# Normalisation of $k[x,y]/(y^2-x^2(x-1))$

I am trying to figure out the normalisation of $k[x,y]/(y^2-x^2(x-1))$, for an algebraically closed field $k$.

I can show that it is not normal and I have the information that the normalisation is $k[t]$, where $t=\frac{y}{x}$. I can't figure out how to prove that this is the normalisation i.e. that the fraction fields of $k[x,y]/(y^2-x^2(x-1))$ and $k[t]$ are the same, that $k[t]$ is integrally closed and that $k[t]$ is an integral extension of $k[x,y]/(y^2-x^2(x-1))$.

Also, how does one get to the idea of $t=\frac{y}{x}$? Algebraically if possible, since this is from a commutative algebra class, not algebraic geometry.

• It sounds like you know that $t$ is integral over $R=k[x,y]/(y^2-x(x-1)$, in other words that $t^2=x-1$. Can you show that this implies that $R[t]=k[t]$? As $R[t]$ is contained in the field of fraction of $R$ it follows that the fields of fractions of $R$ and $k[t]$ agree. Can you show that $k[t]$ is integrally closed in its field of fractions? – Jyrki Lahtonen Dec 8 '14 at 18:00
• Closely related: math.stackexchange.com/questions/865875/… – user26857 Dec 8 '14 at 19:17
• Let's suppose you have an integral domain $R$ which is not integrally closed. Now adjoint $t$ an integral element over $R$ such that $R[t]$ is integrally closed (if this is iso with a polynomial ring over a field then you win), and let $K$ be the field of fractions of $R$. Now you have the following tower of rings: $R\subset R[t]\subset K$. Can you see now that $R[t]$ is the integral closure of $R$? – user26857 Dec 8 '14 at 19:27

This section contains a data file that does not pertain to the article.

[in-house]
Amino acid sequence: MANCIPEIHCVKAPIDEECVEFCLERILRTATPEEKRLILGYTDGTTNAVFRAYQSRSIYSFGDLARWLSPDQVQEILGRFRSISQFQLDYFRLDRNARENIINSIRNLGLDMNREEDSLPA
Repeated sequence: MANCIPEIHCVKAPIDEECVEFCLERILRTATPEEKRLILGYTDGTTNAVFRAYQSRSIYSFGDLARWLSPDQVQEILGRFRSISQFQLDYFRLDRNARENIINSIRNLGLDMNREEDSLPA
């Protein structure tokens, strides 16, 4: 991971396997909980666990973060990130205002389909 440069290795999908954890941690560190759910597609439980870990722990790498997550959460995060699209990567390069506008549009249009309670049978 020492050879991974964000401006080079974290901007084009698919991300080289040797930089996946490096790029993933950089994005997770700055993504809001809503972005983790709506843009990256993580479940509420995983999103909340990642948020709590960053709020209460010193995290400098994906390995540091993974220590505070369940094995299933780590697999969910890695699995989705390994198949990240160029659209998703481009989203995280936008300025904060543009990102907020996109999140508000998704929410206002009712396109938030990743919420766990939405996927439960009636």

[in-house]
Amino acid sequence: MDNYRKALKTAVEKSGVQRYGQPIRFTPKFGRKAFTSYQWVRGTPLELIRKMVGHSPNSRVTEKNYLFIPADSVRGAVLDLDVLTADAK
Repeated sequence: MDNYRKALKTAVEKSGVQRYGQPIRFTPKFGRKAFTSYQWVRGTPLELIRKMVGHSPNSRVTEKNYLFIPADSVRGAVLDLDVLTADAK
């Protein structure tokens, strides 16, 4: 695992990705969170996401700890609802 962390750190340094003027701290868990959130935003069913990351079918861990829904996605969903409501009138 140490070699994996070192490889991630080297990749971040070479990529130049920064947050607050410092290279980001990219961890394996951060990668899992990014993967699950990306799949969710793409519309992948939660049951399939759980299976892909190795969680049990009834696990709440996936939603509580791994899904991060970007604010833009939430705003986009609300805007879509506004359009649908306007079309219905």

• @user26857 that's because I am trying to solve a more general problem for a homework assignment (the ideal considered is $(y^2 - f(x))$, where $f(x)$ is of odd degree), and one of the subtasks was to determine maximal ideals for which the localisation is a PID. Since in this case the localisations are of dimension 1 they are normal iff they are PIDs, and the original ring is normal iff the localisations are all normal. I can prove that whenever there is a multiple root in the polynomial $f(x)$ one of these localisations is not normal. But finding the normalisation is the last part of the task. – baltazar Dec 8 '14 at 19:53
• I see. Probably you mean this: math.stackexchange.com/questions/678419/… – user26857 Dec 8 '14 at 20:04

Let $R=k[X,Y]/(Y^2-X^2(X-1))$. It is easily shown that $R$ is an integral domain. Moreover, $R$ is not normal since the Jacobian matrix $(-3x^2+2x \;\; 2y)$ has rank zero modulo the maximal ideal $\mathfrak m=(x,y)$, while $2-\dim R_{\mathfrak m}=1$.
Now notice that $t=y/x$ satisfies $t^2=x-1$, so $t$ is integral over $R$. (Now we can provide another reason for $R$ is not integrally closed: $t\notin R$, otherwise $t=f(x,y)$ which is equivalent to $y=xf(x,y)$. By lifting the classes we get $Y-Xf(X,Y)\in(Y^2-X^2(X-1))$ which leads quickly to a contradiction by sending $X$ to $0$.)
Let's show that $R[t]$ is integrally closed. We have $R[t]=k[x,y,y/x]$ and this ring is isomorphic to $$k[X,Y,T]/(Y^2-X^2(X-1),XT-Y,T^2-X+1).$$ In order to show this define a surjective ring homomorphism $\varphi:k[X,Y,T]\to k[x,y,y/x]$ by $X\mapsto x$, $Y\mapsto y$, $T\mapsto y/x$, and note that $(Y^2-X^2(X-1),XT-Y,T^2-X+1)\subseteq\ker\varphi$. Since $\ker\varphi$ is a prime ideal of height one, all we have to do now is to show that $(Y^2-X^2(X-1),XT-Y,T^2-X+1)$ is also a prime ideal. But $$k[X,Y,T]/(Y^2-X^2(X-1),XT-Y,T^2-X+1)\simeq k[T],$$ and thus we get two things: $(Y^2-X^2(X-1),XT-Y,T^2-X+1)=\ker\varphi$ and $R[t]\simeq k[T]$.
From the tower of rings $R\subset R[t]\subset K$ (where $K$ is the field of fractions of $R$) we deduce that the integral closure of $R$ is $R[t]$.
• I have a quick followup. I don't understand why $K[X,Y,Z]/(Y^2-S^2(X-1),XT-Y,T^2-X+1) \cong k[T]$? I guess it should be obvious but I am missing it. – baltazar Dec 8 '14 at 23:39
• @baltazar Use repeatedly the following isomorphism: $R[Y]/(Y-a)\simeq R$ for some $a\in R$. (Start with $a=XT$ and $R=k[X,T]$.) – user26857 Dec 8 '14 at 23:45